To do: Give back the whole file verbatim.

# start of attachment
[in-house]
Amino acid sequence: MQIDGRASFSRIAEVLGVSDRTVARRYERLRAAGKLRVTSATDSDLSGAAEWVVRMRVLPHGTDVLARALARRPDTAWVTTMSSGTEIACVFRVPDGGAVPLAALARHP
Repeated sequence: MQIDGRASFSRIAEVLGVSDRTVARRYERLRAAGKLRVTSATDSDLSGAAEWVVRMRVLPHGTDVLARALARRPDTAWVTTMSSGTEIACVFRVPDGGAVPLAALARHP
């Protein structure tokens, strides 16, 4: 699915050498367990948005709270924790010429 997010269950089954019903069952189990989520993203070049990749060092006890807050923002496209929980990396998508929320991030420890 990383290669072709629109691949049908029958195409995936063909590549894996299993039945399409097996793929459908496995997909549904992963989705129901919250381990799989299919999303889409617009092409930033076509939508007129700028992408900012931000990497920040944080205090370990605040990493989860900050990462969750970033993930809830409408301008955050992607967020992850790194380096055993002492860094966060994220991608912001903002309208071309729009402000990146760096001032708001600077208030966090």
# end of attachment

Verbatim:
[in-house]
Amino acid sequence: MQIDGRASFSRIAEVLGVSDRTVARRYERLRAAGKLRVTSATDSDLSGAAEWVVRMRVLPHGTDVLARALARRPDTAWVTTMSSGTEIACVFRVPDGGAVPLAALARHP
Repeated sequence: MQIDGRASFSRIAEVLGVSDRTVARRYERLRAAGKLRVTSATDSDLSGAAEWVVRMRVLPHGTDVLARALARRPDTAWVTTMSSGTEIACVFRVPDGGAVPLAALARHP
């Protein structure tokens, strides 16, 4: 699915050498367990948005709270924790010429 997010269950089954019903069952189990989520993203070049990749060092006890807050923002496209929980990396998508929320991030420890 990383290669072709629109691949049908029958195409995936063909590549894996299993039945399409097996793929459908496995997909549904992963989705129901919250381990799989299919999303889409617009092409930033076509939508007129700028992408900012931000990497920040944080205090370990605040990493989860900050990462969750970033993930809830409408301008955050992607967020992850790194380096055993002492860094966060994220991608912001903002309208071309729009402000990146760096001032708001600077208030966090």